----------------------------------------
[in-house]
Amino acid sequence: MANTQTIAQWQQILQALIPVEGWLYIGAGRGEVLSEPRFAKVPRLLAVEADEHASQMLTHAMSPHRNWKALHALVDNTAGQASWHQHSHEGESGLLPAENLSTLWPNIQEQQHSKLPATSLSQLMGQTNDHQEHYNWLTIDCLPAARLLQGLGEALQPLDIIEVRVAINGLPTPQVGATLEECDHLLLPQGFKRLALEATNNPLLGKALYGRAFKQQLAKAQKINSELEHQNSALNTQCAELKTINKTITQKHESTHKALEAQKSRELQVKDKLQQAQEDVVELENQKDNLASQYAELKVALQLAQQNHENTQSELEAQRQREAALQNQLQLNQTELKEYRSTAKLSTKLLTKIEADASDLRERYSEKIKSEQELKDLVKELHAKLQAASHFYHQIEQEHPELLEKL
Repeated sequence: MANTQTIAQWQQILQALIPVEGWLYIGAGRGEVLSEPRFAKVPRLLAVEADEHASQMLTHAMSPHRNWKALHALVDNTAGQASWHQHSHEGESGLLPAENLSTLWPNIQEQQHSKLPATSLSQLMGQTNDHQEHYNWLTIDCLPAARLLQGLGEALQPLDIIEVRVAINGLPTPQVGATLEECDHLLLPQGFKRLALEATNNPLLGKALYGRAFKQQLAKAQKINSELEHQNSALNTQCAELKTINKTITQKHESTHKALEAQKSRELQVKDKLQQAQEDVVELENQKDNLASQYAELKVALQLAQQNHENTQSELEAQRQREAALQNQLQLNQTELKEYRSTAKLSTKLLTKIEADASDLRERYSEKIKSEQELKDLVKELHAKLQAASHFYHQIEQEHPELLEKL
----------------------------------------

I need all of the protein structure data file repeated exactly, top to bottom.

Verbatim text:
[in-house]
Amino acid sequence: MANTQTIAQWQQILQALIPVEGWLYIGAGRGEVLSEPRFAKVPRLLAVEADEHASQMLTHAMSPHRNWKALHALVDNTAGQASWHQHSHEGESGLLPAENLSTLWPNIQEQQHSKLPATSLSQLMGQTNDHQEHYNWLTIDCLPAARLLQGLGEALQPLDIIEVRVAINGLPTPQVGATLEECDHLLLPQGFKRLALEATNNPLLGKALYGRAFKQQLAKAQKINSELEHQNSALNTQCAELKTINKTITQKHESTHKALEAQKSRELQVKDKLQQAQEDVVELENQKDNLASQYAELKVALQLAQQNHENTQSELEAQRQREAALQNQLQLNQTELKEYRSTAKLSTKLLTKIEADASDLRERYSEKIKSEQELKDLVKELHAKLQAASHFYHQIEQEHPELLEKL
Repeated sequence: MANTQTIAQWQQILQALIPVEGWLYIGAGRGEVLSEPRFAKVPRLLAVEADEHASQMLTHAMSPHRNWKALHALVDNTAGQASWHQHSHEGESGLLPAENLSTLWPNIQEQQHSKLPATSLSQLMGQTNDHQEHYNWLTIDCLPAARLLQGLGEALQPLDIIEVRVAINGLPTPQVGATLEECDHLLLPQGFKRLALEATNNPLLGKALYGRAFKQQLAKAQKINSELEHQNSALNTQCAELKTINKTITQKHESTHKALEAQKSRELQVKDKLQQAQEDVVELENQKDNLASQYAELKVALQLAQQNHENTQSELEAQRQREAALQNQLQLNQTELKEYRSTAKLSTKLLTKIEADASDLRERYSEKIKSEQELKDLVKELHAKLQAASHFYHQIEQEHPELLEKL